Felinophiles receive enormous pleasure from their cats. Domestic cats are frequently exotic in appearance and their behavior is often quite mysterious, making it nearly impossible for us not to be fascinated by them.
According to a recent American Pet Products Association (APPA) pet owner’s survey, 42.9 million of households in the U.S. have at least one cat (that’s a substantial 35 percent!). And according to the American Veterinary Medical Association (AVMA), the average annual amount spent on veterinary care per cat was nearly $1,200 in 2016. It appears that people truly love their housecats and want to give them the best care possible.
However, the opinion of some cat lovers is that buying a purebred cat from a breeder only perpetuates the number of cats who languish in shelters just waiting to be adopted. And because millions of cats are euthanized annually, Inga Fricke — the Director of Sheltering Initiatives of the HSUS — considers adoption to be the “easiest and the best way to save a life.”
But what about those cat lovers who have fallen in love with the looks and temperament of a particular breed, and may also be interested in showing their cats? Is it wrong or unethical for them to seek out a reputable breeder who is perpetuating and preserving those particular cats?
For whatever reason, there are some cat lovers who erroneously believe that cat breeders don’t regard their show cats as lovable pets, as well. To find out more, we reached out to Teresa Keiger, a popular CFA All-Breed cat show judge who breeds and shows magnificent Russian Blues.
The reasons to breed
While breeders are crazy about all cats, obviously it is their specific breed(s) that they prefer and work very hard to perfect. But during their off time from showing, these cats also become their cherished pets.
According to CFA, “A reputable breeder of purebred cats devotes their time to the protection, promotion and preservation of their special breed.” Reputable breeders take excellent care of the health of their cats. For instance, one of their top priorities is breeding out lethal/negative genetic traits. Producing kittens that meet the standard of the Cat Association in which they are registered is also a major goal.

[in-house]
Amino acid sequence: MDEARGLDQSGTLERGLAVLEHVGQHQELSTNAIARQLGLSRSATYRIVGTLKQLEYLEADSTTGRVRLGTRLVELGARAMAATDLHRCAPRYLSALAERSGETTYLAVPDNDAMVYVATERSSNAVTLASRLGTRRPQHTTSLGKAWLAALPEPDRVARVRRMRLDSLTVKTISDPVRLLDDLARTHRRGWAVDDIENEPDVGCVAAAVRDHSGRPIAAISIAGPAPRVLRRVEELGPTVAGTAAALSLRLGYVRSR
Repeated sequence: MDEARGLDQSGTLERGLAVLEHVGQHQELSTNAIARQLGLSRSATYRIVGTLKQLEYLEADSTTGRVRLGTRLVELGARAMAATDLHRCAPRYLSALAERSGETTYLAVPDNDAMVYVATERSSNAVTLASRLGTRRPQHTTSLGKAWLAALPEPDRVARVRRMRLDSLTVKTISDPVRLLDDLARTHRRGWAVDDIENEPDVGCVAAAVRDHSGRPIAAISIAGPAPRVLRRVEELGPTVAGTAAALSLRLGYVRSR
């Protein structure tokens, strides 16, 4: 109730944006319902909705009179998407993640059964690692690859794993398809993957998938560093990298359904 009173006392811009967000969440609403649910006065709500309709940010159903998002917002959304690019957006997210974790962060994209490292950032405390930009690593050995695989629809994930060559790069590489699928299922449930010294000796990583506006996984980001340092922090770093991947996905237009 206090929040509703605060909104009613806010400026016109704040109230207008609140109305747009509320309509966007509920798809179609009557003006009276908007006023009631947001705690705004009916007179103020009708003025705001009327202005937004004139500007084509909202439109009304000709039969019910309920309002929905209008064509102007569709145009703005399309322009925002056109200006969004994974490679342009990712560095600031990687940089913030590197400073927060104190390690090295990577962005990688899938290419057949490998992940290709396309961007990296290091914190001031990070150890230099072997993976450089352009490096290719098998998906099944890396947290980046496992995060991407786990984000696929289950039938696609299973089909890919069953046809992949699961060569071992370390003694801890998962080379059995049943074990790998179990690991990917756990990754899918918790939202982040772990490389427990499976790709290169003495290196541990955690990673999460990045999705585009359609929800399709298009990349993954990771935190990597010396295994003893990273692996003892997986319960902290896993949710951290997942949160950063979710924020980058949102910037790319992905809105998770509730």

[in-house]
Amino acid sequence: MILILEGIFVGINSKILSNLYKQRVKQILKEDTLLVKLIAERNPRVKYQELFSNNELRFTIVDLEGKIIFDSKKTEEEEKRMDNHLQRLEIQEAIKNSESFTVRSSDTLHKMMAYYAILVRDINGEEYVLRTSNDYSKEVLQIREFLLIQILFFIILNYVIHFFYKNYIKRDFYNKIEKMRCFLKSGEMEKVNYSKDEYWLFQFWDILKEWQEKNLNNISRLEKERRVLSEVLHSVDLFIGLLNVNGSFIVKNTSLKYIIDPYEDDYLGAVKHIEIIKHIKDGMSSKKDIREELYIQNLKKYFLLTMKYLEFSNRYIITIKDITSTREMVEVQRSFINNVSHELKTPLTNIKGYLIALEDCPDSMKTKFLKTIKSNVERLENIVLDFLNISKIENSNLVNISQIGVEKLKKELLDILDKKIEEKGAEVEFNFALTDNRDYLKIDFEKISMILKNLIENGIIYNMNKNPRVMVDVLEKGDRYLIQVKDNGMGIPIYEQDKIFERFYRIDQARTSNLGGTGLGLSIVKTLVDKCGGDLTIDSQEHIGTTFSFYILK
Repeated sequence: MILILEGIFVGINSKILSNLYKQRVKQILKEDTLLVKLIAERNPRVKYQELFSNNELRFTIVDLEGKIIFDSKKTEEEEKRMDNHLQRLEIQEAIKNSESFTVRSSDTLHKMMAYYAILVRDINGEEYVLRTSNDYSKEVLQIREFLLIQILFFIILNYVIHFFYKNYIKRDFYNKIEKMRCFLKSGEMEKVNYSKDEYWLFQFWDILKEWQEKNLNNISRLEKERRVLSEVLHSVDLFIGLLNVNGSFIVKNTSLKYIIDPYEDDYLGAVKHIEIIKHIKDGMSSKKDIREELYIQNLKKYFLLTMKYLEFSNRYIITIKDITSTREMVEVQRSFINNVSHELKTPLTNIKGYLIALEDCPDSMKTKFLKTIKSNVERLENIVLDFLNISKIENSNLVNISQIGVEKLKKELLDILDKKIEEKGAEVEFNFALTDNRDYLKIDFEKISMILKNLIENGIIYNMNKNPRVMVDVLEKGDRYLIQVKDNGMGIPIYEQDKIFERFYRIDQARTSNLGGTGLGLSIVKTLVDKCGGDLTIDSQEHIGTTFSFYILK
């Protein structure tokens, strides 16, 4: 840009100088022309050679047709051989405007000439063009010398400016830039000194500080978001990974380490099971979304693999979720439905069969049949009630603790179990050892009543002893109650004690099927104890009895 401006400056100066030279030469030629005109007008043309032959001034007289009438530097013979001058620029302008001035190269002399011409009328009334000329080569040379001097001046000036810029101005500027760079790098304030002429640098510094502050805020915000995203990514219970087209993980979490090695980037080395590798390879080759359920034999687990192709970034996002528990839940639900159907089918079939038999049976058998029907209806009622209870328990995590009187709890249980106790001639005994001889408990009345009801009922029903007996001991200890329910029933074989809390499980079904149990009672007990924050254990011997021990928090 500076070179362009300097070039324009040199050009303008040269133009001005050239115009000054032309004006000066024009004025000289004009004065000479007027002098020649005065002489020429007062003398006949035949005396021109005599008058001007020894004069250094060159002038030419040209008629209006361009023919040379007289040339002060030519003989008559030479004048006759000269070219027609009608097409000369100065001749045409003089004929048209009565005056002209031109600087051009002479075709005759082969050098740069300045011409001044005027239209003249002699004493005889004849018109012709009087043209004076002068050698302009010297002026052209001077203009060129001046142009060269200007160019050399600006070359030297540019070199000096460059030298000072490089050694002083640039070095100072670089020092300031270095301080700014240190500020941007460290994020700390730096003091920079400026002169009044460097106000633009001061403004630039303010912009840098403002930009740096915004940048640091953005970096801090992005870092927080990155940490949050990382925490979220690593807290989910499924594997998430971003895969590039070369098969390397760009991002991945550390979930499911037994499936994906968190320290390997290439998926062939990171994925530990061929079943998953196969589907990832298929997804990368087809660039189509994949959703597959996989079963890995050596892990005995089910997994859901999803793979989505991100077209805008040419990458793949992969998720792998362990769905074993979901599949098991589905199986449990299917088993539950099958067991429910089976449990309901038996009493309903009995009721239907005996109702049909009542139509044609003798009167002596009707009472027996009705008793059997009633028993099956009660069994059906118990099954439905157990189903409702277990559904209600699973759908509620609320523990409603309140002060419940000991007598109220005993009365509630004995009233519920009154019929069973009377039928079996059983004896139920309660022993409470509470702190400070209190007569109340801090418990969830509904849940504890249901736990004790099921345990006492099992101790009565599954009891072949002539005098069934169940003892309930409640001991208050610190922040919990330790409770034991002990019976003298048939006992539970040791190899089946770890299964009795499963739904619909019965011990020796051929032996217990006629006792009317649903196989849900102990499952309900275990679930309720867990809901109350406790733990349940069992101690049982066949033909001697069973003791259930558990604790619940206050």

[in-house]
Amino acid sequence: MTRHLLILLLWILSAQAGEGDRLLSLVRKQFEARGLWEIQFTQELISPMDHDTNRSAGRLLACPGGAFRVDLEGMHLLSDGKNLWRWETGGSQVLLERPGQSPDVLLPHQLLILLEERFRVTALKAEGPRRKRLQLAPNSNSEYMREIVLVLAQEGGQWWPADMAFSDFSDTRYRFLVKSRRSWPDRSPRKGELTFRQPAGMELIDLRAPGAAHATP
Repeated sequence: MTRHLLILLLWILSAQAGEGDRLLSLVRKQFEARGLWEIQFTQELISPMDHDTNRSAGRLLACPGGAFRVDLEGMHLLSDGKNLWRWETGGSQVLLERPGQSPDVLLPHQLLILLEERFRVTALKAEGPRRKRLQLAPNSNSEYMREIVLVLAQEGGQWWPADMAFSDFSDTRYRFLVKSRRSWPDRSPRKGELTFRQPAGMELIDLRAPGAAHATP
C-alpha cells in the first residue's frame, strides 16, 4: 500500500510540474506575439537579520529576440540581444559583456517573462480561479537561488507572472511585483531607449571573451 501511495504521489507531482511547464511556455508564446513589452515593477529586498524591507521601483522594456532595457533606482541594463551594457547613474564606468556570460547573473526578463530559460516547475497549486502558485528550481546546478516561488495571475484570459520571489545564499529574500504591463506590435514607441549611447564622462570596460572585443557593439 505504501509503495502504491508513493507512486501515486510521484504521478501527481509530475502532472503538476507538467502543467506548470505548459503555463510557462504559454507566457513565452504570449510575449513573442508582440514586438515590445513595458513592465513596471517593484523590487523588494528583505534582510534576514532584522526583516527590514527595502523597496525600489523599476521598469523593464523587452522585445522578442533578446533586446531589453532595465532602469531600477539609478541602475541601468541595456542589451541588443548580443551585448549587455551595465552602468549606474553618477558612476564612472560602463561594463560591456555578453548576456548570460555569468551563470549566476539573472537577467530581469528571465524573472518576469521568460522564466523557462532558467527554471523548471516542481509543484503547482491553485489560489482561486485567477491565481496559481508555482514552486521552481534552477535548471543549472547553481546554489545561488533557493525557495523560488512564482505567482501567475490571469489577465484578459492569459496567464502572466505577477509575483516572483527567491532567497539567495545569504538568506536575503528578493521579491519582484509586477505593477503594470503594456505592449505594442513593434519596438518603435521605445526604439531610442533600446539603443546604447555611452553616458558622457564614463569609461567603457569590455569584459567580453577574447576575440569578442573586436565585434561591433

“Something a person needs to realize about the cat show world is that cat breeders spend a considerable amount of time grooming and handling their cats in the show hall. When they travel to distant shows that require overnight hotel lodging, they spend a great deal of time with their cats, and it’s extremely important that the hotel environment is safe,” explains Keiger. “This also gives the show cats an opportunity to spend special private time with their owner. Because cats in competition receive plenty of one-on-one time with their owner, many of these cats truly enjoy the show.”
Show cat breeders need to take plenty of time to prepare their kittens for the show ring. “Breeders want their cats to be confident in the show ring. We consider kitten classes to be a type of ‘kitten boot camp’ that prepares them for competition in the adult division. Breeders work carefully with their kittens so that they can experience the ways they will likely be handled by the judges,” says Keiger. “But occasionally there are kittens or cats that obviously don’t enjoy the show ring, so they usually are left at home. We want our cats to be happy and content in the show hall. If they aren’t comfortable in the environment, they aren’t going to show well, either.”